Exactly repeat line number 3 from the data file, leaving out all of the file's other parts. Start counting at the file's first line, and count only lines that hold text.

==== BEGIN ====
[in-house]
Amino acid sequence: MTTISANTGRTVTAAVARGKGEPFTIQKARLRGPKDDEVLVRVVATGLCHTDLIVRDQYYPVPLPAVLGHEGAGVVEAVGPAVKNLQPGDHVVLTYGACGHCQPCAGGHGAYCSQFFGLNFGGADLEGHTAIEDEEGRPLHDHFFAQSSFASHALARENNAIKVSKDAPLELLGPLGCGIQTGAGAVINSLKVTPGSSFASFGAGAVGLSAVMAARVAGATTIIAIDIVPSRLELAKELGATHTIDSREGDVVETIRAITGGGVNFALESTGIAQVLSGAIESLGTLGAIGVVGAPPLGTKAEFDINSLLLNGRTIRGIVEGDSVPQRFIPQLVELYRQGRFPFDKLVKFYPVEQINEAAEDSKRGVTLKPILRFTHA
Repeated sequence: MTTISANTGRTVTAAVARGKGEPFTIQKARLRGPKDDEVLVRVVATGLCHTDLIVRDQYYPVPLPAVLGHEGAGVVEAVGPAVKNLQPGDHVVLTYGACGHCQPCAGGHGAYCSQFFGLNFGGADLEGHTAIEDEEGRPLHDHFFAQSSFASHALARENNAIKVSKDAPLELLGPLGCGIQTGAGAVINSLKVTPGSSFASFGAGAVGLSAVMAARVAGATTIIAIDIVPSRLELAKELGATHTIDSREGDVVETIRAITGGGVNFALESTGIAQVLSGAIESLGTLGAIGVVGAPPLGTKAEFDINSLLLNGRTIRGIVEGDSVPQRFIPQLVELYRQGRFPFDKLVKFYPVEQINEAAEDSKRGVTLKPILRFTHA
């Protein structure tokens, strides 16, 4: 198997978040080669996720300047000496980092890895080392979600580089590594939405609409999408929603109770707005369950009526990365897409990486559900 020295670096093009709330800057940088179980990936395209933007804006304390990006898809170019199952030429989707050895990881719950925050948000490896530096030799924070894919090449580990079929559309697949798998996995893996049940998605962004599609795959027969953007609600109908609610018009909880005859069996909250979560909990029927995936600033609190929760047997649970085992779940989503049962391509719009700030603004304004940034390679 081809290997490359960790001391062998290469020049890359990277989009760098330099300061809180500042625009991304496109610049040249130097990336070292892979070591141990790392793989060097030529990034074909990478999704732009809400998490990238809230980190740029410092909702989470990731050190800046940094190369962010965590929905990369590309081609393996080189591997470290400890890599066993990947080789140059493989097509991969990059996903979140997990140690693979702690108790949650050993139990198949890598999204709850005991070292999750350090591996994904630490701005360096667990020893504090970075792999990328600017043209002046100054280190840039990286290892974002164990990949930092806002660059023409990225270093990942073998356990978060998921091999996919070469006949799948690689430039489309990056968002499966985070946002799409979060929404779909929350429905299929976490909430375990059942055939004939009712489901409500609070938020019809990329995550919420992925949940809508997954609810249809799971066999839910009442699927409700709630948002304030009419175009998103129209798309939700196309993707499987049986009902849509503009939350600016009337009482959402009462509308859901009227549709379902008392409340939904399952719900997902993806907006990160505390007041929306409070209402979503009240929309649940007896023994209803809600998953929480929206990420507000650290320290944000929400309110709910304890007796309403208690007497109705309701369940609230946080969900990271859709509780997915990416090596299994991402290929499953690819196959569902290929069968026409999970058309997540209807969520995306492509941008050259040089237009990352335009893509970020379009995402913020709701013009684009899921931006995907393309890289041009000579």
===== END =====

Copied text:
Repeated sequence: MTTISANTGRTVTAAVARGKGEPFTIQKARLRGPKDDEVLVRVVATGLCHTDLIVRDQYYPVPLPAVLGHEGAGVVEAVGPAVKNLQPGDHVVLTYGACGHCQPCAGGHGAYCSQFFGLNFGGADLEGHTAIEDEEGRPLHDHFFAQSSFASHALARENNAIKVSKDAPLELLGPLGCGIQTGAGAVINSLKVTPGSSFASFGAGAVGLSAVMAARVAGATTIIAIDIVPSRLELAKELGATHTIDSREGDVVETIRAITGGGVNFALESTGIAQVLSGAIESLGTLGAIGVVGAPPLGTKAEFDINSLLLNGRTIRGIVEGDSVPQRFIPQLVELYRQGRFPFDKLVKFYPVEQINEAAEDSKRGVTLKPILRFTHA